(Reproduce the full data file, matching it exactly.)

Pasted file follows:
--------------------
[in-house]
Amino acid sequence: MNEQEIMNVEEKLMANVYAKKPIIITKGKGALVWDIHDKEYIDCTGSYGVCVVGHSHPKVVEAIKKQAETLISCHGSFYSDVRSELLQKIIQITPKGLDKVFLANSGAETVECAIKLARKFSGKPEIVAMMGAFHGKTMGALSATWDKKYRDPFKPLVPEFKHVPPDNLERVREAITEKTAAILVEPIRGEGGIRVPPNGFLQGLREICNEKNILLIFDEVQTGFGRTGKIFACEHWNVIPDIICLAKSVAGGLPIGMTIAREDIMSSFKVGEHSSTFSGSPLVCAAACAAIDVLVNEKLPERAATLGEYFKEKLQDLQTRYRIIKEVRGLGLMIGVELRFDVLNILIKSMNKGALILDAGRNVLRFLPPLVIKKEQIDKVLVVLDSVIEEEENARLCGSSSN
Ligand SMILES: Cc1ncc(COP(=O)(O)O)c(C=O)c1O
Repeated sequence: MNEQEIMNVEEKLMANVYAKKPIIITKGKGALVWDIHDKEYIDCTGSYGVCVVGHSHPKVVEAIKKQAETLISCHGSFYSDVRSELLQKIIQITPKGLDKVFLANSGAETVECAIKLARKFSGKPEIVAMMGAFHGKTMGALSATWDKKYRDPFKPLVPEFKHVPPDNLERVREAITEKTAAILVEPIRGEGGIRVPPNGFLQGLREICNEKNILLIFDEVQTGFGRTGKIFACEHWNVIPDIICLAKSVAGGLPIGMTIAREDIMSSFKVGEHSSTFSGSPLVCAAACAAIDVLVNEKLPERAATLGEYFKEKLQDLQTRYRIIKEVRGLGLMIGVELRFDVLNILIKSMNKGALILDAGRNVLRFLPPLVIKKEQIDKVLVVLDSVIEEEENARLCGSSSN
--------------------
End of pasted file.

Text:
[in-house]
Amino acid sequence: MNEQEIMNVEEKLMANVYAKKPIIITKGKGALVWDIHDKEYIDCTGSYGVCVVGHSHPKVVEAIKKQAETLISCHGSFYSDVRSELLQKIIQITPKGLDKVFLANSGAETVECAIKLARKFSGKPEIVAMMGAFHGKTMGALSATWDKKYRDPFKPLVPEFKHVPPDNLERVREAITEKTAAILVEPIRGEGGIRVPPNGFLQGLREICNEKNILLIFDEVQTGFGRTGKIFACEHWNVIPDIICLAKSVAGGLPIGMTIAREDIMSSFKVGEHSSTFSGSPLVCAAACAAIDVLVNEKLPERAATLGEYFKEKLQDLQTRYRIIKEVRGLGLMIGVELRFDVLNILIKSMNKGALILDAGRNVLRFLPPLVIKKEQIDKVLVVLDSVIEEEENARLCGSSSN
Ligand SMILES: Cc1ncc(COP(=O)(O)O)c(C=O)c1O
Repeated sequence: MNEQEIMNVEEKLMANVYAKKPIIITKGKGALVWDIHDKEYIDCTGSYGVCVVGHSHPKVVEAIKKQAETLISCHGSFYSDVRSELLQKIIQITPKGLDKVFLANSGAETVECAIKLARKFSGKPEIVAMMGAFHGKTMGALSATWDKKYRDPFKPLVPEFKHVPPDNLERVREAITEKTAAILVEPIRGEGGIRVPPNGFLQGLREICNEKNILLIFDEVQTGFGRTGKIFACEHWNVIPDIICLAKSVAGGLPIGMTIAREDIMSSFKVGEHSSTFSGSPLVCAAACAAIDVLVNEKLPERAATLGEYFKEKLQDLQTRYRIIKEVRGLGLMIGVELRFDVLNILIKSMNKGALILDAGRNVLRFLPPLVIKKEQIDKVLVVLDSVIEEEENARLCGSSSN